By Thandiwe Garusa
ZANU PF acting political commissar Patrick Chinamasa has declared the ruling party will not entertain calls for a diaspora vote until sanctions imposed on the country by western powers are removed.
Speaking to journalists at the party’s main headquarters in Harare Thursday, Chinamasa said allowing millions of Zimbabweans living abroad to take part in the country’s polls would be a disadvantage to President Emmerson Mnangagwa’s party.
The former finance minister said Zanu PF leaders were under a travel ban to western countries, something that placed them at a disadvantage if political candidates in Zimbabwe were to travel abroad to campaign.
Zimbabweans living abroad are estimated to be over five million.
Most of them are economic refugees in host countries with a few more in self-imposed political exile.
Since the turn of the century, the main opposition MDC has been clamouring for a change of policy so as to allow citizens who have contributed immensely to the country’s economy through remittances also cast their ballots.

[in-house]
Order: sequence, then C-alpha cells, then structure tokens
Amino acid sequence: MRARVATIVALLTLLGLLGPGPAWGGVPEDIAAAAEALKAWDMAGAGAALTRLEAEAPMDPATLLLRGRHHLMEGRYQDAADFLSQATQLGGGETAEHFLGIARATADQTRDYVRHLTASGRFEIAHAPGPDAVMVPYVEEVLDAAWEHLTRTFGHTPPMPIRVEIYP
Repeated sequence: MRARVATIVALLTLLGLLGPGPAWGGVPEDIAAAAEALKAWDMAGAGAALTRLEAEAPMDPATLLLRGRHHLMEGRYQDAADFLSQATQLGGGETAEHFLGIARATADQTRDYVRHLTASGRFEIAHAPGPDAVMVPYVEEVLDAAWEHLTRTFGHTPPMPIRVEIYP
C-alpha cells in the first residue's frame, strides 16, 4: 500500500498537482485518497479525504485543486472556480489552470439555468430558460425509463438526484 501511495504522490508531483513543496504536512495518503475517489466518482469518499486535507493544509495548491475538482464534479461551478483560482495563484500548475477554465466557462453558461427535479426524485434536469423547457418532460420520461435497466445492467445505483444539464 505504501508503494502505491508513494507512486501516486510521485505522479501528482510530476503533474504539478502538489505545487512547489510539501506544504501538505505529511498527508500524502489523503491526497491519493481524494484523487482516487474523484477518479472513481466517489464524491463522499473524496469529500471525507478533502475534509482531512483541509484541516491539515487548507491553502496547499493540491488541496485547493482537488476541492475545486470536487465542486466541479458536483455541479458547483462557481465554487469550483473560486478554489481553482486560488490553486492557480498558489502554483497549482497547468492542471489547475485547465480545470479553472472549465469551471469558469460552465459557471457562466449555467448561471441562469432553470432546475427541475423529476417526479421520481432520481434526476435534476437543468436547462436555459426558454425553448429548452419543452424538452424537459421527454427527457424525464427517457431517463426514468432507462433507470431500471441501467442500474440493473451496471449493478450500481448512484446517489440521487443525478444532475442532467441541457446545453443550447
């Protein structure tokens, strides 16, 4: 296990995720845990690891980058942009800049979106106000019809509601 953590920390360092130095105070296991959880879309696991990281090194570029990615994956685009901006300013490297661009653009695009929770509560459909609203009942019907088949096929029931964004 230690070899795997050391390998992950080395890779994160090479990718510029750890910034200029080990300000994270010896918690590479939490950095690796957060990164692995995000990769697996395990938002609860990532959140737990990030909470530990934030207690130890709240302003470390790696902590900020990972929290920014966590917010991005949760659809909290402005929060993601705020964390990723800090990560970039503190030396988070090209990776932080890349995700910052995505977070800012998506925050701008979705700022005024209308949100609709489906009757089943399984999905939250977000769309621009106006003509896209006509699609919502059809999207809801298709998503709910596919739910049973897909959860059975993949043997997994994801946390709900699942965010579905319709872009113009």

There are strong beliefs Zimbabweans living abroad favoured change of government back home and would not hesitate to vote the opposition.
Zanu PF is adamant a diaspora vote under the York of sanctions was not feasible.
Said Chinamasa, “If you want a diaspora vote, first level the playing field by removing sanctions, so that Zanu PF can go there and campaign freely without being vetted against sanctions.
“We will not allow those in the diaspora the right to vote because we are under sanctions in those countries.
“I cannot go to campaign in the United Kingdom because of sanctions as we all know and as long as that situation persists, we will say no vote to people in the diaspora because we will be allowing only those who have been asking for sanctions to have access to that electorate.
“That of course is not acceptable, and we will not allow it. Sanctions must fall and then we will start talking about diaspora vote.”
Citizens living in the diaspora have questioned why they were not being allowed to vote yet Finance Minister Mthuli Ncube made it clear their remittances, standing at US$1 billion for 2020, are the regime’s current backbone.
An economic meltdown whose height was a record-breaking inflation rate in 2008, an increase in incidences of politically motivated violence amongst other reasons resulted in millions fleeing Zimbabwe for better opportunities.